When asked if they would be interested in a child-free section on a plane, 57% of U.S. adults said yes. And interest ticked up after respondents were reminded of poor airline passenger etiquette: When asked the same question a second time, after answering other questions about bothersome behaviors, the share interested in a baby-free seating section rose slightly to 59%. While this is technically within the survey’s margin of error, the change was more notable when respondents were asked about baby-free flights: Initially, 50% said they were interested, but when asked a second time after answering other questions, the share rose to 55%. Notably, a majority of respondents said they’d still be interested in these options even if they had to pay a premium.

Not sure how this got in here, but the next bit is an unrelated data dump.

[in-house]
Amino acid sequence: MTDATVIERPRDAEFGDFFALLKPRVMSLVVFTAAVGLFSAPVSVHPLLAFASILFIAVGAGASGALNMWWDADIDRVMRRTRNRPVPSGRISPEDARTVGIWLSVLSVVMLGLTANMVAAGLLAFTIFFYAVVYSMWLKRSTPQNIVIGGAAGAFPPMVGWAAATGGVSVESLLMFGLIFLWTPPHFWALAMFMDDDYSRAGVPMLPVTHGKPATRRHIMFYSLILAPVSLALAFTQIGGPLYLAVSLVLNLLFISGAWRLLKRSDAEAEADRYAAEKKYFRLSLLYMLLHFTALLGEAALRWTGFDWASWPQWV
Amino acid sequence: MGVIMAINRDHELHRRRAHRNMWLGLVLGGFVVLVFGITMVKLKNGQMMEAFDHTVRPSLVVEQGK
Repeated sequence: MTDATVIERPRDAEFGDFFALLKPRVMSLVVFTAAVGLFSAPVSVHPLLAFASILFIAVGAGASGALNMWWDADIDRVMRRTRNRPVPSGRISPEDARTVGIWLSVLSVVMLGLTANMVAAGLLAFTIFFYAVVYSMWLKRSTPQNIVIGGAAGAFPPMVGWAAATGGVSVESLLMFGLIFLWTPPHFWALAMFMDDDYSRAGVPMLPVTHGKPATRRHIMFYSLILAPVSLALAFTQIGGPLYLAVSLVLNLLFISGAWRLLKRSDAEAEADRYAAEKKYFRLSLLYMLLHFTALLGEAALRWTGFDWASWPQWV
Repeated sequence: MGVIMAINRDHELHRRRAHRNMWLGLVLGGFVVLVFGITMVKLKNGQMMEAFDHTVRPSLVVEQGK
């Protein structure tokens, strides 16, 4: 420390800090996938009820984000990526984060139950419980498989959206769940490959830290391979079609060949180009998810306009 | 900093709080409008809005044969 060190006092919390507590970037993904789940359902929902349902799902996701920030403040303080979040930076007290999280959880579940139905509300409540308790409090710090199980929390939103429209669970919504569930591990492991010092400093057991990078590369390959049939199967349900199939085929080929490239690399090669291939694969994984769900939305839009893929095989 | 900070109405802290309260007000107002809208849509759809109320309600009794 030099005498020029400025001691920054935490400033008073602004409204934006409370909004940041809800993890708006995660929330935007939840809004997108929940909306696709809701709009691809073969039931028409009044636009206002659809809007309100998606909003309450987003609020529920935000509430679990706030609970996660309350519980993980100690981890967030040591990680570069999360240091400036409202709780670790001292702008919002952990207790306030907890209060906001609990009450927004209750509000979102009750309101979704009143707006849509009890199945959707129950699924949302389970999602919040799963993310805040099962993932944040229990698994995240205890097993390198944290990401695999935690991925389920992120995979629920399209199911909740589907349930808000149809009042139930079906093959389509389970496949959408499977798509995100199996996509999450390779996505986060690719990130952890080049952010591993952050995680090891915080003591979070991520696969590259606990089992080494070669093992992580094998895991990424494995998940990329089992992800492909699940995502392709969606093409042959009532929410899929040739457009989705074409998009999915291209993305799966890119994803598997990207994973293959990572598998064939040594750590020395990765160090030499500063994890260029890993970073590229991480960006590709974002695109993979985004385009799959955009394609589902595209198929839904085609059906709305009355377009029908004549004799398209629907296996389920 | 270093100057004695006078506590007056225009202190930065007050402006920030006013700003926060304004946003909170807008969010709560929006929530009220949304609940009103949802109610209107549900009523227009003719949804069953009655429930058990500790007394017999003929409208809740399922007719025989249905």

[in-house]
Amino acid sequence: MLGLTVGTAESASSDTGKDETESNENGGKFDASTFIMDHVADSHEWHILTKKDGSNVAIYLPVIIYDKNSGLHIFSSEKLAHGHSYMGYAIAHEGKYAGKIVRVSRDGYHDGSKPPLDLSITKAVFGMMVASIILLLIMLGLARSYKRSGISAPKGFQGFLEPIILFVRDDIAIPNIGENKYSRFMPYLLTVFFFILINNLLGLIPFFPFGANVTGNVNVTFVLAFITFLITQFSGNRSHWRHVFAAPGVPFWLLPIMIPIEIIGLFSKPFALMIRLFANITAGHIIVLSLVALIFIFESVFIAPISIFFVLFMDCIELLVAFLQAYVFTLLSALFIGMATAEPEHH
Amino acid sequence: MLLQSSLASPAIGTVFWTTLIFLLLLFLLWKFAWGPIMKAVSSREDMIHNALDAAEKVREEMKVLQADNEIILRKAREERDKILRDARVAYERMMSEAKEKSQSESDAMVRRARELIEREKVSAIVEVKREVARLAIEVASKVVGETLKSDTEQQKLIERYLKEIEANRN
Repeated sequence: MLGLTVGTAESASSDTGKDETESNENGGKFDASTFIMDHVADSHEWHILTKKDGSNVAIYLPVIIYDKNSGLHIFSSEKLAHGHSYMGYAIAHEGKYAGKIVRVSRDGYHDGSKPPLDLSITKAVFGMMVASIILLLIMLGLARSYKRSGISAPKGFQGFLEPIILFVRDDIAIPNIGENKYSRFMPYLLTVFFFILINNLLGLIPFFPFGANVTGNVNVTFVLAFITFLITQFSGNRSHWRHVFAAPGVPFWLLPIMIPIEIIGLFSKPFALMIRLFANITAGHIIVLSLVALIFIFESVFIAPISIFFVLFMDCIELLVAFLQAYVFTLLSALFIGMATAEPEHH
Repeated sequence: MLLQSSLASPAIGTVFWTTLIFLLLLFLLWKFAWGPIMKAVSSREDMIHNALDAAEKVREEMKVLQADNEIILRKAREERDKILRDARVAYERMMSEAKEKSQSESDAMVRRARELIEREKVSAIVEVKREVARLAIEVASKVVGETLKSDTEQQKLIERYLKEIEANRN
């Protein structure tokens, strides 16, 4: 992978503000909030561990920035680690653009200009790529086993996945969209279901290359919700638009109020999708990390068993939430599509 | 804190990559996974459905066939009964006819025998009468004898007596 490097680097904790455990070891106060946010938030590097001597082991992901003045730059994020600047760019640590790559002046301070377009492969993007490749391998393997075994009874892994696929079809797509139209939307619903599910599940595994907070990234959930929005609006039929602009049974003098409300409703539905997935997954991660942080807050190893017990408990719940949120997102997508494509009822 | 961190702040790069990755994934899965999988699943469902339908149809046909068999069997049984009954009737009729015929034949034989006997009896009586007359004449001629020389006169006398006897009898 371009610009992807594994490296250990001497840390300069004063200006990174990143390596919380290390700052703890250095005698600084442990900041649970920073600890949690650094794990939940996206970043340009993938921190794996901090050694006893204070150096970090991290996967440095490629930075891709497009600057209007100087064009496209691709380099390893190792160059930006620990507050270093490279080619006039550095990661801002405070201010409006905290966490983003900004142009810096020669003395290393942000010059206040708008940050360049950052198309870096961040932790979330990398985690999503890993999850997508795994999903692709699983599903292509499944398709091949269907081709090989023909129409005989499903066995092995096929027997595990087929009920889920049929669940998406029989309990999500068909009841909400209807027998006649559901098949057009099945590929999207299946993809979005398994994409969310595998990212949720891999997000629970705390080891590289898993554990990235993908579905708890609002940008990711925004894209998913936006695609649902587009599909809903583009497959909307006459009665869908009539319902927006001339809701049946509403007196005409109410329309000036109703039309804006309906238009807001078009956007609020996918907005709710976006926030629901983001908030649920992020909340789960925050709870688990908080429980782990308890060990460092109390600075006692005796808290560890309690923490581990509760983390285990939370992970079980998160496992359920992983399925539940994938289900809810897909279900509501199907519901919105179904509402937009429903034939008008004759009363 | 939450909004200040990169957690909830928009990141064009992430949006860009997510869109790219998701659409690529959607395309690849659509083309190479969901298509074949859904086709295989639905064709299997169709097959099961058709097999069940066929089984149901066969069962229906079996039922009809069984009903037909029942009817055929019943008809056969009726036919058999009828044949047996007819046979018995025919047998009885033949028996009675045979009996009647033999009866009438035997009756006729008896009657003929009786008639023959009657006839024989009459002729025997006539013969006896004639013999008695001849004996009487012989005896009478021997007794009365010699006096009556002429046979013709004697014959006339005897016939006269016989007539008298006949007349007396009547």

For what it’s worth, there may not be much anyone can do about some of these bad behaviors. But going into the busy holiday season, airlines must be aware of potential points of conflict between passengers. Perhaps evoking the spirit of the holiday season and asking travelers to give everyone the grace they’d extend to a stressed-out parent of a screaming baby on a plane might be a good place to start.
Lindsey Roeschke is the lead travel & hospitality analyst on the Industry Intelligence team, where she conducts research, authors analyst notes and advises leaders in the travel & hospitality industry on how to apply insights to make better business decisions. Before joining Morning Consult, she served as a director of consumer and culture analysis at Gartner and spent more than a decade working at advertising agencies across three continents. Lindsey graduated from the University of Delaware with a bachelor’s degree in communications and holds a master’s degree in strategic communications from Villanova University. For speaking opportunities and booking requests, please email [email protected].